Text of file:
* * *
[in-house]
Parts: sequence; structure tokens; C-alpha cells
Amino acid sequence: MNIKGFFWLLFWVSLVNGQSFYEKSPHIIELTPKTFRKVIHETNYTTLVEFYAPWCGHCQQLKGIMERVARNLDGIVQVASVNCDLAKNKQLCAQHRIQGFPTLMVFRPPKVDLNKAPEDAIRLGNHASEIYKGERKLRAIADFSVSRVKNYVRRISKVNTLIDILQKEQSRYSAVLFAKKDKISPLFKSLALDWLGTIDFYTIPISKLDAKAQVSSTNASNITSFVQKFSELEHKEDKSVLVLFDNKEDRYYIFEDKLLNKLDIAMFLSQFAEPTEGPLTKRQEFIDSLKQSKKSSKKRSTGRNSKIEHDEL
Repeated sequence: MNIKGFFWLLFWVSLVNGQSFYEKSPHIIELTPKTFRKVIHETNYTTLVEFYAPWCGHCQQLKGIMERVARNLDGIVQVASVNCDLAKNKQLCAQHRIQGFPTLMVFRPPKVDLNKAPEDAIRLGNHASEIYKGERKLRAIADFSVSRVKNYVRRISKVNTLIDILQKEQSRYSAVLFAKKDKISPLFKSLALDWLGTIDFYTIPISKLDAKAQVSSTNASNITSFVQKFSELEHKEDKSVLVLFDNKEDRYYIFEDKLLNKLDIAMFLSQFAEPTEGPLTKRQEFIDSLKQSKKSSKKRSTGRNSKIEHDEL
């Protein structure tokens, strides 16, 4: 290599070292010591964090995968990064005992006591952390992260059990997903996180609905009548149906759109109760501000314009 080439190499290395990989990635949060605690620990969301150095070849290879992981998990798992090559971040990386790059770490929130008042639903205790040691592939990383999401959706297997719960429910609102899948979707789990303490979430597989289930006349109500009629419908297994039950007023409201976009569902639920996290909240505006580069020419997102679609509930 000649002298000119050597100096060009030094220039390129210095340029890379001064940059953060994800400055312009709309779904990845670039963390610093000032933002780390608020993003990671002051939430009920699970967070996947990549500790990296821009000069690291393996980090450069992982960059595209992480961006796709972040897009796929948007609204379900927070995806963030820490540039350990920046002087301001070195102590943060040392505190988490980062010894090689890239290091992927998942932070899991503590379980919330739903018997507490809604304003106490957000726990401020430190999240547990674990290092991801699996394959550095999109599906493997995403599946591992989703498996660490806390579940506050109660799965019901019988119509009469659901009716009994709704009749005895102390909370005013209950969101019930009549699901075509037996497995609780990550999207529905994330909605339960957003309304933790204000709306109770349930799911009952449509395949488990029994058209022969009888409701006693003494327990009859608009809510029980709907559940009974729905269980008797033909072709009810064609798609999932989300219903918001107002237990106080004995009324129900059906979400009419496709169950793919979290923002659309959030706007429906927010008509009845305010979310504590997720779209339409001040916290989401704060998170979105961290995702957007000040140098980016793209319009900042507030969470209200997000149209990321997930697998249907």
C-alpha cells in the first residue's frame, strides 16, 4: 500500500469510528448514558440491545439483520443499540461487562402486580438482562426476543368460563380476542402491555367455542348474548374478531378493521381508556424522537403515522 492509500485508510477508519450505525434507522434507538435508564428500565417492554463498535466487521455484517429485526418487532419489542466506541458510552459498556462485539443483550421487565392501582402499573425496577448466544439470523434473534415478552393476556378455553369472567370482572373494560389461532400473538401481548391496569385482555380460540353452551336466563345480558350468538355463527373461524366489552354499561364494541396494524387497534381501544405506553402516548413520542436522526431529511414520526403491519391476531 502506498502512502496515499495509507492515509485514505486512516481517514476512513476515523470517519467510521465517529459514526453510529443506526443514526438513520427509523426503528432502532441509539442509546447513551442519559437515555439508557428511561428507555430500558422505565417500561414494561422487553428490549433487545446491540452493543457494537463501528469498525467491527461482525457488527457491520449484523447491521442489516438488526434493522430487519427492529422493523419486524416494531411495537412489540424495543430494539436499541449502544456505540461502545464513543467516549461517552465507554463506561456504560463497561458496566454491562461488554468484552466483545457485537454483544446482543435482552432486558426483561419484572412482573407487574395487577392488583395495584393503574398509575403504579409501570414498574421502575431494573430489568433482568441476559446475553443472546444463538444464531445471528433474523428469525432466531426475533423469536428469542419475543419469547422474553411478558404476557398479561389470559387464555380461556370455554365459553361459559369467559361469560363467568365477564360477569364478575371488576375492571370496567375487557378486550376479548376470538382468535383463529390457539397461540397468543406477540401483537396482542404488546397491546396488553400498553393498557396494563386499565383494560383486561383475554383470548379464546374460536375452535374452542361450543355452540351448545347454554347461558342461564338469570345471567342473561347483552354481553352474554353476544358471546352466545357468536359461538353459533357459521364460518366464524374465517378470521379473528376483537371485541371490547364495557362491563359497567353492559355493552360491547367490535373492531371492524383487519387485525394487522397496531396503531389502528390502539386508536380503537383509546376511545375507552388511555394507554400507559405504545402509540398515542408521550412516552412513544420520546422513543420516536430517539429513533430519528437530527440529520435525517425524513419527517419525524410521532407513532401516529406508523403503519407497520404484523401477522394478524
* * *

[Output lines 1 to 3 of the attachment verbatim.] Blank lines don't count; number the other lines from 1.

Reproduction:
[in-house]
Parts: sequence; structure tokens; C-alpha cells
Amino acid sequence: MNIKGFFWLLFWVSLVNGQSFYEKSPHIIELTPKTFRKVIHETNYTTLVEFYAPWCGHCQQLKGIMERVARNLDGIVQVASVNCDLAKNKQLCAQHRIQGFPTLMVFRPPKVDLNKAPEDAIRLGNHASEIYKGERKLRAIADFSVSRVKNYVRRISKVNTLIDILQKEQSRYSAVLFAKKDKISPLFKSLALDWLGTIDFYTIPISKLDAKAQVSSTNASNITSFVQKFSELEHKEDKSVLVLFDNKEDRYYIFEDKLLNKLDIAMFLSQFAEPTEGPLTKRQEFIDSLKQSKKSSKKRSTGRNSKIEHDEL